This article appeared in Travel &B Leisure from 2007 was written by Gregory A. Maniatis. It got us to travel there. He had us at Marlboro Lights.
Her radiant eyes retreated behind a fearsome squint, her lips were
swallowed by a frown. This was not the look of joy I was expecting
from my fiancée. I'd pulled a hundred strings to secure a room at
Elounda Beach, the famed resort that draws rock stars and Arab
potentates to its primly manicured bay on Crete. But now she brooded
on the Versace-clad bed while I smoked Marlboro Lights, two at a time,
on the terrace. Waving her hand dismissively at our private pool, she
finally said: "I want to go back to Hydra."
Hydra is for those who yearn for a place where nothing much happens,
but also one that seems to have a lock on timeless truths. On a
typical day in summer, the early-evening parade on Hydra's quay is
dominated by day-trippers. Ferries from Piraeus disgorge tourists,
sleek Ferretti yachts sway gently on the water, and fishing boats bob
defiantly beside them. But by nightfall, Hydra is left to its
residents, Athenian weekenders, jet-setters (Joan Collins owns a house
here; Prince Charles is a frequent visitor), and those with a yen for
something other than classical ruins and lemming-packed beaches. These
faithful take drawing classes at the School of Fine Arts or the Hotel
Leto, hop water taxis to isolated beaches, and seek moments of
solitude in any of the island's dozens of jewel-box churches.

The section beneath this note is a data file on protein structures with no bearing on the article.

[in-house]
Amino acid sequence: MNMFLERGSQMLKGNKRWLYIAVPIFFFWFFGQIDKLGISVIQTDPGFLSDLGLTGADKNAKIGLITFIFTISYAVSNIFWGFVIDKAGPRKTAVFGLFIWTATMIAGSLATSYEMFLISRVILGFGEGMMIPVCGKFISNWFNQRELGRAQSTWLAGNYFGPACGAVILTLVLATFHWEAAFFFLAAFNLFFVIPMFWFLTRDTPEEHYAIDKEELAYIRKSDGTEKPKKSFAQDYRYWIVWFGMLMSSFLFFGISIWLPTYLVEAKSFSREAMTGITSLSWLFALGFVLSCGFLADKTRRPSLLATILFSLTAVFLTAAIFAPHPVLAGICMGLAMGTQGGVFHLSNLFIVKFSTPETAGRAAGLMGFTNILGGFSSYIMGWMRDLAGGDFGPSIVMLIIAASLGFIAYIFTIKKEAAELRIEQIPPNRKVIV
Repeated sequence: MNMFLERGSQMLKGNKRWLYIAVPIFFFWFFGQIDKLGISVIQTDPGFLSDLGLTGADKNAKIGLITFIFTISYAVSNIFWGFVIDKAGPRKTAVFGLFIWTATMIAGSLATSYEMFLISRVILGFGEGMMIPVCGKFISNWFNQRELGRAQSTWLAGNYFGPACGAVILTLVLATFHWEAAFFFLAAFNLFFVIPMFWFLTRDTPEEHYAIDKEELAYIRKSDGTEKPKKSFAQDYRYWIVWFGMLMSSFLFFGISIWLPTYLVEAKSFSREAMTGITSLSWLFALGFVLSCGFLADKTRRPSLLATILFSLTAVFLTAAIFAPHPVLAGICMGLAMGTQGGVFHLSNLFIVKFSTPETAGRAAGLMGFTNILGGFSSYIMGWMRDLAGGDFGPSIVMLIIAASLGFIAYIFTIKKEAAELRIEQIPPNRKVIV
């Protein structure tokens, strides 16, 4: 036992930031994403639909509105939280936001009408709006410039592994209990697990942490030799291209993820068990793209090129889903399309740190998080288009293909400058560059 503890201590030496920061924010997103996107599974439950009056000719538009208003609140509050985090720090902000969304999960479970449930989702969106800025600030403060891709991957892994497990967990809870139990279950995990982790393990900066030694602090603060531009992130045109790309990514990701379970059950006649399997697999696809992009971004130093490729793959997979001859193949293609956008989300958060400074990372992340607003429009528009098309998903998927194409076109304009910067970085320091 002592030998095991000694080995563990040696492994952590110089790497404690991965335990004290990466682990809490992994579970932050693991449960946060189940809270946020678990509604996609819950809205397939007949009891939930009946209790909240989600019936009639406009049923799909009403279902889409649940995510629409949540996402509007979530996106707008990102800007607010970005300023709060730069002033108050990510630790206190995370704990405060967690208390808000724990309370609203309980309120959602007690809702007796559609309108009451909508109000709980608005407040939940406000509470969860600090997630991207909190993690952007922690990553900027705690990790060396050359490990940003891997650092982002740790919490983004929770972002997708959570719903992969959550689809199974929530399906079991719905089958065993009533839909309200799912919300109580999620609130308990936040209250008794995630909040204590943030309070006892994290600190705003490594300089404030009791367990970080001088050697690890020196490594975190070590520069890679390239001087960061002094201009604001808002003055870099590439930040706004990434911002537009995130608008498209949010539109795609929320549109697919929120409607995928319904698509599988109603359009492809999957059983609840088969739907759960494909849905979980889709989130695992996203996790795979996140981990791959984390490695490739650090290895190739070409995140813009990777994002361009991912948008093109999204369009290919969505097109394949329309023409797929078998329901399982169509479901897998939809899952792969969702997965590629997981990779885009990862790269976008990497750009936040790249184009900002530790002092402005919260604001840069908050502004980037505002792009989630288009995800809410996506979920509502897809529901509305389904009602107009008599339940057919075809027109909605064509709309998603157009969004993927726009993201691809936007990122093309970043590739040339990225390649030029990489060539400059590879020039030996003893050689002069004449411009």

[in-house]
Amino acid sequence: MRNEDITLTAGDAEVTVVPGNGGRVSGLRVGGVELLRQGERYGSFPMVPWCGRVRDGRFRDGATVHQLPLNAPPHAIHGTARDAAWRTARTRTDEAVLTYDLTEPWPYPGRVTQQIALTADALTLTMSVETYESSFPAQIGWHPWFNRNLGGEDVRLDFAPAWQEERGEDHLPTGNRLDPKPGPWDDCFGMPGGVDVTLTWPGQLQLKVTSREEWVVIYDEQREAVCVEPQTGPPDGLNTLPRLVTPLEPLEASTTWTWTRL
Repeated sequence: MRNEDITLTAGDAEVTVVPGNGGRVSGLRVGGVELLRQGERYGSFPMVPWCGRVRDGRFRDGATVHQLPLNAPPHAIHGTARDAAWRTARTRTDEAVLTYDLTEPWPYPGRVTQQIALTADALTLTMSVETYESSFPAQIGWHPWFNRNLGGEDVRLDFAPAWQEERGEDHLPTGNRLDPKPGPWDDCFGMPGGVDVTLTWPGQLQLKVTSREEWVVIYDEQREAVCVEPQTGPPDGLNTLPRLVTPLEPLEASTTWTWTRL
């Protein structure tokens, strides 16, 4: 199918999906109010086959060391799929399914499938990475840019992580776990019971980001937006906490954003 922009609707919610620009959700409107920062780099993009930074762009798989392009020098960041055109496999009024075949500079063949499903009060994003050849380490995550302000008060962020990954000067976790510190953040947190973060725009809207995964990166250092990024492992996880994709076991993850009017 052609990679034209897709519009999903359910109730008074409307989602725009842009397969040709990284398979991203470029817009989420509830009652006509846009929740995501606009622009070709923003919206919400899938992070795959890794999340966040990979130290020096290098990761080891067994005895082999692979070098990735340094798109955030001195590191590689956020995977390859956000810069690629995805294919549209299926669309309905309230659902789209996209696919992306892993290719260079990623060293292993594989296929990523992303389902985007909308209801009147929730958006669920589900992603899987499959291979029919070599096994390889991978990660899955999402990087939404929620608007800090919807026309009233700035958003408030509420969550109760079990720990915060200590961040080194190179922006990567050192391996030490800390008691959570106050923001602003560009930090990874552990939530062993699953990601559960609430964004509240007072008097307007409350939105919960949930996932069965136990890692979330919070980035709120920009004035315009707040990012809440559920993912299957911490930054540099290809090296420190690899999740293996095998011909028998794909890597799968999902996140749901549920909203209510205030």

Forty years ago, when Sophia Loren came to film Boy on a Dolphin and
Leonard Cohen arrived to find his muse disguised as a lotus fruit,
Hydra had its chance to become another Mykonos, the epicenter of
Europe's summering elite. It had already been nicknamed the Greek
St.-Tropez; it would soon attract A-listers like Brando and Onassis,
while the avant-garde—Allen Ginsberg, David Bowie, penniless
paint-slingers, self-styled philosophers—would flock to the little
$1,500 sugar-cube house Cohen had bought with an inheritance.
By day, the expatriates would scramble up above the port town into the
hills to the monastery of Profitis Ilias or the convent of Agia
Eupraxia. There they might sit beneath a cypress tree to sketch the
dreaming town below—with its sunburnt palette of ochers, grays,
crimsons, and whites—or fix their gaze across the milky-blue Saronic
Gulf to the Peloponnese. In the evening they would meander through
Hydra's honeycomb of cobbled lanes—slippery from centuries of use—to
convene at tavernas and cafés in the port. They feasted on the
swordfish and lobsters the fishermen had just brought back in their
pastel skiffs, drank heavily, smoked pot or unfiltered Karelia
cigarettes, and wove sophisticated conversations about poetry and art
and who was sleeping with whom. Hydra became a haven, as much a place
for pilgrims of the spirit as for tourists. And for a while, it seemed
as if this redoubt would be overrun.
It never was. The island has stayed true to itself: an idyll that
spurned the quickening pace of life dictated by modernity and Mammon.
Cars and bicycles were banned; donkeys still provide the only
locomotion up its whitewashed alleys. The strictest building codes in
Greece have kept the town of Hydra looking mostly as it did in 1825,
when William Townshend Washington, George's nephew, ranked it among
the four places that had "struck forcibly upon [his] imagination"
during his world travels. Even Richard Branson, who owns one of
Hydra's 18th-century Venetian mansions, was unable in the late
nineties to persuade the islanders to let him build a $30 million
luxury resort there.
My fiancée and I were later married on Hydra, where the materialism of
modernity is kept in check by a sense of history and a respect for
nature. When we saw a train of 20 donkeys trudging their way to our
hilltop reception bearing champagne glasses, ovens, and pots of
hydrangeas, we knew the balance had been preserved.
—Gregory A. Maniatis